Robert Hathaway, chief materials and process engineer for Oshkosh Truck Corp., manufacturer of military and fire-rescue vehicles in addition to construction vehicles, has a mission to produce a high-performance, corrosion-resistance-enhanced truck for the U.S. government. With a tighter budget, Pentagon officials are looking for ways to lengthen equipment service life. For the past 2 years, Hathaway's team, including Mark Thomas and Chad Johnson, has been studying materials, production processing techniques, and specific component selections in an effort to build a longer-lasting military truck.
U.S. Marine Corps program managers identified corrosion as a vehicle's greatest enemy to a long service life. Oshkosh was contracted to build and deliver 10 test vehicles to the U.S. Army's Proving Ground facility in Aberdeen, Md., to undergo a stringent testing program. After the units pass muster, the contract calls for the production of 5,666 vehicles over the next several years.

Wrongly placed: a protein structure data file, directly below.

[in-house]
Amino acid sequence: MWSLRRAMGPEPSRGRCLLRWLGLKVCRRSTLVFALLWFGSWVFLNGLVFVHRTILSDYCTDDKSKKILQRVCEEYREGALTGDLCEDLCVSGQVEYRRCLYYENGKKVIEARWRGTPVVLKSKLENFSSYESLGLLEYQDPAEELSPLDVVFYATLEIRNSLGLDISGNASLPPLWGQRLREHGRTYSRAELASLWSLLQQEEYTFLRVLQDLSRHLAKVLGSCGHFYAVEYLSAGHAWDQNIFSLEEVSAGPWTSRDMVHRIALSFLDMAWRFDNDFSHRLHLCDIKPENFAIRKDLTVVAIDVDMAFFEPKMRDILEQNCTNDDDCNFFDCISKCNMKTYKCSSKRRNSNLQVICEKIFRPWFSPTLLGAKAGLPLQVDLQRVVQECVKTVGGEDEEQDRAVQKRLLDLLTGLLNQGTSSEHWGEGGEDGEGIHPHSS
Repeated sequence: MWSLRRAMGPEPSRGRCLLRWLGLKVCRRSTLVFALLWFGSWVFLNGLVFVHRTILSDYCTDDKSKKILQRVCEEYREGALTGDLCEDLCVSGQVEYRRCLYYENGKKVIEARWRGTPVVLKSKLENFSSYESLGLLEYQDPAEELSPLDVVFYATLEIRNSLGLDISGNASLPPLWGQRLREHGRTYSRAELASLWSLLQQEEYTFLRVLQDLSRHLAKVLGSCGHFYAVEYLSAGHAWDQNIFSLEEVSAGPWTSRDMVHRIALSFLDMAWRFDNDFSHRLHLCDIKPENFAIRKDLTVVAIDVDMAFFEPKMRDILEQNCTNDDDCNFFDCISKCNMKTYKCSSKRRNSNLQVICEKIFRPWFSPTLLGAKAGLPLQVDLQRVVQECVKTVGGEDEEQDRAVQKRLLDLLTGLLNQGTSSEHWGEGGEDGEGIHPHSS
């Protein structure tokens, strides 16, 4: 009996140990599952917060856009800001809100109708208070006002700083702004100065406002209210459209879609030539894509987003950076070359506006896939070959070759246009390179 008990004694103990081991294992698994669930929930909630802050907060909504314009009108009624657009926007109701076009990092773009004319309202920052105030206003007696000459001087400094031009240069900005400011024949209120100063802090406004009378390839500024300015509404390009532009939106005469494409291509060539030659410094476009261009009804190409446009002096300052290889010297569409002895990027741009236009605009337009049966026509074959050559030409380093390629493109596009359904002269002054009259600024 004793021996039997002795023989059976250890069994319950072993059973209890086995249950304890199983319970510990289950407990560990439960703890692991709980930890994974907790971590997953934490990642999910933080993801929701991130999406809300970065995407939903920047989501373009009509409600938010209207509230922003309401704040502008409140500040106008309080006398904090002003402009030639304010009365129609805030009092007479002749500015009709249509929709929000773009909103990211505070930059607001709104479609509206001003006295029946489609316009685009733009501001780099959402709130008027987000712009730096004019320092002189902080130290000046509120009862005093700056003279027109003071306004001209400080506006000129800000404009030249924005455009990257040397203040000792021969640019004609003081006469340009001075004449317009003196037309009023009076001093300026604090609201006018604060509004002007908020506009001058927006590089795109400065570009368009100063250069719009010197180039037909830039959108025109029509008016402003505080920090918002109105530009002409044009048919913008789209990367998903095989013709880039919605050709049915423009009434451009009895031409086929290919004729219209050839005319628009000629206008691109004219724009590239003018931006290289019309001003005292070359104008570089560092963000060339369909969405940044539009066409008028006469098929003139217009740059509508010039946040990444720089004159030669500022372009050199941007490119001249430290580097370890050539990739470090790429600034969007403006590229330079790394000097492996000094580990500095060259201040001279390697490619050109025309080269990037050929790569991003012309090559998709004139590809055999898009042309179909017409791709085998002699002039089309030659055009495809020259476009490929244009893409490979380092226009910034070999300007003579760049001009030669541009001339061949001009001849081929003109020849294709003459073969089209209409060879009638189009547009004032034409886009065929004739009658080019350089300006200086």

Oshkosh engineers have focused on three types of corrosion mechanisms: crevice corrosion, galvanic corrosion and cosmetic corrosion.
Producers will eventually share in the research results of this vehicle's development. Oshkosh will manufacture these tactical vehicles on the same flexible production line where it builds its construction trucks, including front-discharge concrete mixers.
Oshkosh engineers expect to transform their answers into longer-lasting concrete trucks sooner rather than later. Hathaway's lab is currently continuing material and process evaluations on various technologies. These include, but are not limited to, alternative galvanic isolation materials, cab floor liners, alternative finishes for aluminum, alternative finishes for hydraulic cylinder rods and pins, sulfonated rustproofing compounds, and non-metals including stabilized core composite technology.
Along with its work on building trucks, Hathaway's goal is to recommend which cleaner producers should use for mixer trucks. "We believe that evaluating the concrete mixer from both the materials and processes used in its manufacture, along with the effects of cleaning solutions, is the only way producers can effectively control corrosion," says Hathaway.